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an active discussion at the fed on zero interest rate. we did see in september that they put in a negative forecast for the interest rate. janet yellen and her press conference pretty much dismissed that. that hehe keep in mind will be leaving in a few months time. of the say that for most committee, the vast majority of the committee, the prospects and what they are thinking about is how to raise rates and at what speed to raise rates. i do not think there is an active decision right now in lowering rates in the u.s.. really good raise a point because i feel like the more and more research i've been reading is that deutsche bank operations switch to its monetary policy. is it loose right now? is there concern about what you do with that roll up money as those treasuries that the fed has invested in mature. do you invest in the secondary market to help liquidity's? there is a confusion as how loose monetary policy is rented. can say looser but
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we do not know what that is relative to. we have this metaphysical concept of the rate of interest, what is the real rate of interest. we do not know what it should be right now. i'm going to throw this back to michael. from the san francisco fed has taken the real rate of interest and put it at negative two points and -- new -2%. where would you put it right now? michael: i think there is a lot debate. you would have someone like yellen fighting research from john williams that would put that around 0% and -1%. there are others at the federal reserve staff that think it is more like 1% and one .5% positive. this is something where think opinions are pretty much all over the map in terms of what is a normal real interest rate. said aseven yellen has recently as september that where interest rates are now is below
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normal. therefore, they are stimulative and have to move up over time. how much below normal, i think, is where there is not a whole lot of agreement right now. scarlet: the bottom line is that there is also no precedent for this kind of exit from stimulus. we have never been here before. there is no playbook for the fed to refer to. there is of course understandably a lot of angst surrounding it. what surprises you about how investors are pricing in this uncertainty, given the s&p 500 is within 2.5% of its record ish and the 10 year yield near 1.6%? michael: i do not find it all that surprising. the degree to which investors are pushing the feds credibility is somewhat surprising. as a trend economist, i believe they will get back more to their 2% target render. the 2% tenure rate that you fedion is the view that the will probably consistently under shooting their inflation target. that is interesting particularly because you have what is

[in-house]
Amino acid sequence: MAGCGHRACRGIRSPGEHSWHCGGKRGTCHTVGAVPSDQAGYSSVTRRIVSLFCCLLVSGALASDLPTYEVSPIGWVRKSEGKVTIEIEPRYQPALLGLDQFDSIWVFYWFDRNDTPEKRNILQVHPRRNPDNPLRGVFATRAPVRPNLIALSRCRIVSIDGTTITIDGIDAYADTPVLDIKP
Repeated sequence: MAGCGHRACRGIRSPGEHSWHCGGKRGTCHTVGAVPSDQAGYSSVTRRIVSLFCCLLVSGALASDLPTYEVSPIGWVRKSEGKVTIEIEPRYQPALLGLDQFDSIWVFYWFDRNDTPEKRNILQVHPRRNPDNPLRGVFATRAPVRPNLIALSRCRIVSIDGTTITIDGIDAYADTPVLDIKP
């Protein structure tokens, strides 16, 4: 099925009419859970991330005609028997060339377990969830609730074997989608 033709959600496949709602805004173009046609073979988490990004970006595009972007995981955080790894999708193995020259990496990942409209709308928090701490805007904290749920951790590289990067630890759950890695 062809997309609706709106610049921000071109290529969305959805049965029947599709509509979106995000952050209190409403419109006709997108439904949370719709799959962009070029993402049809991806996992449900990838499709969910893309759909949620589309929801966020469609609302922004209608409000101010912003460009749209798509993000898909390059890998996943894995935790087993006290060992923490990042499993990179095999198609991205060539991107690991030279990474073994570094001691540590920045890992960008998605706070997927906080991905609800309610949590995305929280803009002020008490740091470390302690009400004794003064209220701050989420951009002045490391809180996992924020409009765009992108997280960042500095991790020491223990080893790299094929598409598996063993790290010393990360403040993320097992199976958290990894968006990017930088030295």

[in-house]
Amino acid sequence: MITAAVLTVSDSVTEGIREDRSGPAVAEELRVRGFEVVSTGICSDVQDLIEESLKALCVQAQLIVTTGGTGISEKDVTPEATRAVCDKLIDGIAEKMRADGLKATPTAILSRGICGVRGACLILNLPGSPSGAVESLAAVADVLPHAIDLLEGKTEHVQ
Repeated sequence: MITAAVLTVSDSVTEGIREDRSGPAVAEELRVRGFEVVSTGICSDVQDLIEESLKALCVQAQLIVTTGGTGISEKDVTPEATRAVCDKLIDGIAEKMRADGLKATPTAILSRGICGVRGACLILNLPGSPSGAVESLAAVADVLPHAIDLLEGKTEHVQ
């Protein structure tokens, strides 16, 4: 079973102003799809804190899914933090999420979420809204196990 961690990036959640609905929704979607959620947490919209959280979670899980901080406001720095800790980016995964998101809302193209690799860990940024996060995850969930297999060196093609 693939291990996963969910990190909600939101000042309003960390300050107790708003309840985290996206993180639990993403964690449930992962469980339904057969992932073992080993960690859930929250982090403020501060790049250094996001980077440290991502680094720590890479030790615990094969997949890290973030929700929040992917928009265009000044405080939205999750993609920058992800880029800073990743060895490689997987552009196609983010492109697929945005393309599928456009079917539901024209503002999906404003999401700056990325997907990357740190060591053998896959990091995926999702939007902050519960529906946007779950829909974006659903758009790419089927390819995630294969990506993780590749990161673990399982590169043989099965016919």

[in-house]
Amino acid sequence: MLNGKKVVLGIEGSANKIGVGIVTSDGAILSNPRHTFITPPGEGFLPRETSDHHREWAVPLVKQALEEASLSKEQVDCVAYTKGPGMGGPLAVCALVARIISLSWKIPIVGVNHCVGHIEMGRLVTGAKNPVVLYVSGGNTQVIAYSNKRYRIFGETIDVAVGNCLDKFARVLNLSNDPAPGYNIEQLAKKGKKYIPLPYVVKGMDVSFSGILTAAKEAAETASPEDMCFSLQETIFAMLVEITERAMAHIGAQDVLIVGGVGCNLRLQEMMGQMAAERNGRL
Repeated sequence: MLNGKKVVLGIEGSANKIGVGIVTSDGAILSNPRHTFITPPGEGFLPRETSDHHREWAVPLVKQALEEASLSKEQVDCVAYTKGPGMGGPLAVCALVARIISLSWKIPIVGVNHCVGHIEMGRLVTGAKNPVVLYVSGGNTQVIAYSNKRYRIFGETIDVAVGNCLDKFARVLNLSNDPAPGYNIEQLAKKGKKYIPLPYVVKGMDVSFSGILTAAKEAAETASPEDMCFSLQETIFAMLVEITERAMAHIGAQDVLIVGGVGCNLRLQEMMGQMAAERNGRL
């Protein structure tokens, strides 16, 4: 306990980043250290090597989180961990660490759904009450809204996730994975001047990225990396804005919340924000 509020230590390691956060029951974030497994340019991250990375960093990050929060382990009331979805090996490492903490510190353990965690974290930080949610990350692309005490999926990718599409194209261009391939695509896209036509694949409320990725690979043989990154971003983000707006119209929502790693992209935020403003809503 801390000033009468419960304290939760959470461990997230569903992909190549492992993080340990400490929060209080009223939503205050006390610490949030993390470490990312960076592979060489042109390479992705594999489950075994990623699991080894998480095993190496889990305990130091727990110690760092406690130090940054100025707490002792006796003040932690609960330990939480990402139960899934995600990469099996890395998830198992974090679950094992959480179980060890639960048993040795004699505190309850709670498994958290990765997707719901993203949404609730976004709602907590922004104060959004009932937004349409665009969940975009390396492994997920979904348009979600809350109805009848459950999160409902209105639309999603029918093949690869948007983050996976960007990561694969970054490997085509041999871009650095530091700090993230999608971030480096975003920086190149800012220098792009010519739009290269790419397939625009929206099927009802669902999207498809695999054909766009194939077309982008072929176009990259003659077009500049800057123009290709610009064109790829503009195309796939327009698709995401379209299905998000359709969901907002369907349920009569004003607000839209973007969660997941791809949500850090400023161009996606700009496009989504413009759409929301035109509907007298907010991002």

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perceived to be a pretty dovish committee and dovish leadership and that they are not going to get back to their efficient target. i would not say i totally disagree, but that is one aspect that sticks out in terms of how the market is factoring in the central bank right now. alix: what really sticks out is what the ecb is doing versus the fed versus the boj and sweden with quantitative easing could look at my bloomberg terminal and you can take a peek at what happened after the euro-dollar. that is what happened in the last few weeks. when the fed looks at that chart, what do they say? do they want a stronger dollar that is bracing and tightening versus the ecb? what does that do for the fed's decision-making? michael: i think they do not want a dramatically stronger dollar. one thing i would say is that we and financial markets focus heavily on euro-dollar. trade with europe is about 10%-50%of our oval --
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of our overall traded there is trade with china and mexico. when we look at the trade overall rate with the dollar, it has been stable for 2.5 months now. it has been stable and other crosses, but when they look at the dollar, they are probably relatively what they have seen, is slowing of dramatic appreciation that we saw from the summer of last year through the beginning of this year. quick, does janet yellen have to act in relation to the ecb? if they are going down, that she have to stay where she is? michael: i do not necessarily think so. foughthing, the fed has more aggressive action on the ecb and boj because they are prices that need more aggressive action. just go back to the january minutes where after the ecb qe, people on the committee said that this is going to be good for the u.s. growth because it is taking out some of the downside risks are emanating from overseas. i'm not necessarily convinced
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that more ecb action means that the fed cannot move later this year or early next year. alix: looking forward to it. 2:00 p.m. will be exciting for all the nitty-gritty details, even if we do not get any kind of move. thank you very much michael and our own brendan greeley. scarlet: senior economics correspondent. alix: those are cool complicated charts that we did. scarlet: you have to tweak that out later. at programming note. we will have live coverage of today's fed decision with mark crumpton, tom keene, and kathleen hays at 2:00 p.m. eastern time. they will be joined by special andt including ira jersey charles plosser. the next 20 up in minutes of "bloomberg market day," hillary clinton hit the late-night comedy circuit and she is actually pretty funny, but her message was not funny. she is telling stephen colbert that she does not believe in two big to fail. scarlet: the 10 remaining